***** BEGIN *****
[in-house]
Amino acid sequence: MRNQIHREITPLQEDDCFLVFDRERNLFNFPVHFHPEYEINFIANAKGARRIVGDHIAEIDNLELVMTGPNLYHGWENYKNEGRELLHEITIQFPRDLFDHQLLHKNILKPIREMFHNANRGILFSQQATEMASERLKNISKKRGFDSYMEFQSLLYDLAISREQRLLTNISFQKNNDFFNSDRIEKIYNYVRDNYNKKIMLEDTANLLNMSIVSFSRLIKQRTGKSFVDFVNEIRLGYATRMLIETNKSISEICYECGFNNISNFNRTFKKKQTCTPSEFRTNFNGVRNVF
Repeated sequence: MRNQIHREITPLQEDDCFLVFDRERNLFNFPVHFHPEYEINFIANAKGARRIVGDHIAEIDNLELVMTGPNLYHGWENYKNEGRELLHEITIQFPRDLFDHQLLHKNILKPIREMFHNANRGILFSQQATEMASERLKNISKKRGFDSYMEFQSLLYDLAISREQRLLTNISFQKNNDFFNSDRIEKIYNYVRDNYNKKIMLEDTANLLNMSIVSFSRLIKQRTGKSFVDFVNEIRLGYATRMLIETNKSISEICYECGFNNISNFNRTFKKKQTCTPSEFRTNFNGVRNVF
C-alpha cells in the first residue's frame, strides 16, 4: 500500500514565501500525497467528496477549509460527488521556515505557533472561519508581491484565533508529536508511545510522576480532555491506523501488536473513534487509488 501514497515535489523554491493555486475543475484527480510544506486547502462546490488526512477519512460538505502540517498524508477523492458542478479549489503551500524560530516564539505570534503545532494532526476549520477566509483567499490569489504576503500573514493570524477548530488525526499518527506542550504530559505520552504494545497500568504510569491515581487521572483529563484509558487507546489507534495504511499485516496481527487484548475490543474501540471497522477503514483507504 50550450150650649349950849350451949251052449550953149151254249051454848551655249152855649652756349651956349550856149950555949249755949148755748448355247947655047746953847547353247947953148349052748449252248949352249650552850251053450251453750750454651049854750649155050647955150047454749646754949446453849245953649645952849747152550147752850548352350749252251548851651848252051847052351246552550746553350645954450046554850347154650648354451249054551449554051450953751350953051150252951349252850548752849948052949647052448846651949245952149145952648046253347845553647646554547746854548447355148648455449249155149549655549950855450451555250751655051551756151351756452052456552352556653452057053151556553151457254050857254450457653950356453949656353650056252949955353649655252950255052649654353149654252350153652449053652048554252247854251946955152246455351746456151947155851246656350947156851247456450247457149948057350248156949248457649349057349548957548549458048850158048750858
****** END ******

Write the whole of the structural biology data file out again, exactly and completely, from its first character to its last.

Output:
[in-house]
Amino acid sequence: MRNQIHREITPLQEDDCFLVFDRERNLFNFPVHFHPEYEINFIANAKGARRIVGDHIAEIDNLELVMTGPNLYHGWENYKNEGRELLHEITIQFPRDLFDHQLLHKNILKPIREMFHNANRGILFSQQATEMASERLKNISKKRGFDSYMEFQSLLYDLAISREQRLLTNISFQKNNDFFNSDRIEKIYNYVRDNYNKKIMLEDTANLLNMSIVSFSRLIKQRTGKSFVDFVNEIRLGYATRMLIETNKSISEICYECGFNNISNFNRTFKKKQTCTPSEFRTNFNGVRNVF
Repeated sequence: MRNQIHREITPLQEDDCFLVFDRERNLFNFPVHFHPEYEINFIANAKGARRIVGDHIAEIDNLELVMTGPNLYHGWENYKNEGRELLHEITIQFPRDLFDHQLLHKNILKPIREMFHNANRGILFSQQATEMASERLKNISKKRGFDSYMEFQSLLYDLAISREQRLLTNISFQKNNDFFNSDRIEKIYNYVRDNYNKKIMLEDTANLLNMSIVSFSRLIKQRTGKSFVDFVNEIRLGYATRMLIETNKSISEICYECGFNNISNFNRTFKKKQTCTPSEFRTNFNGVRNVF
C-alpha cells in the first residue's frame, strides 16, 4: 500500500514565501500525497467528496477549509460527488521556515505557533472561519508581491484565533508529536508511545510522576480532555491506523501488536473513534487509488 501514497515535489523554491493555486475543475484527480510544506486547502462546490488526512477519512460538505502540517498524508477523492458542478479549489503551500524560530516564539505570534503545532494532526476549520477566509483567499490569489504576503500573514493570524477548530488525526499518527506542550504530559505520552504494545497500568504510569491515581487521572483529563484509558487507546489507534495504511499485516496481527487484548475490543474501540471497522477503514483507504 50550450150650649349950849350451949251052449550953149151254249051454848551655249152855649652756349651956349550856149950555949249755949148755748448355247947655047746953847547353247947953148349052748449252248949352249650552850251053450251453750750454651049854750649155050647955150047454749646754949446453849245953649645952849747152550147752850548352350749252251548851651848252051847052351246552550746553350645954450046554850347154650648354451249054551449554051450953751350953051150252951349252850548752849948052949647052448846651949245952149145952648046253347845553647646554547746854548447355148648455449249155149549655549950855450451555250751655051551756151351756452052456552352556653452057053151556553151457254050857254450457653950356453949656353650056252949955353649655252950255052649654353149654252350153652449053652048554252247854251946955152246455351746456151947155851246656350947156851247456450247457149948057350248156949248457649349057349548957548549458048850158048750858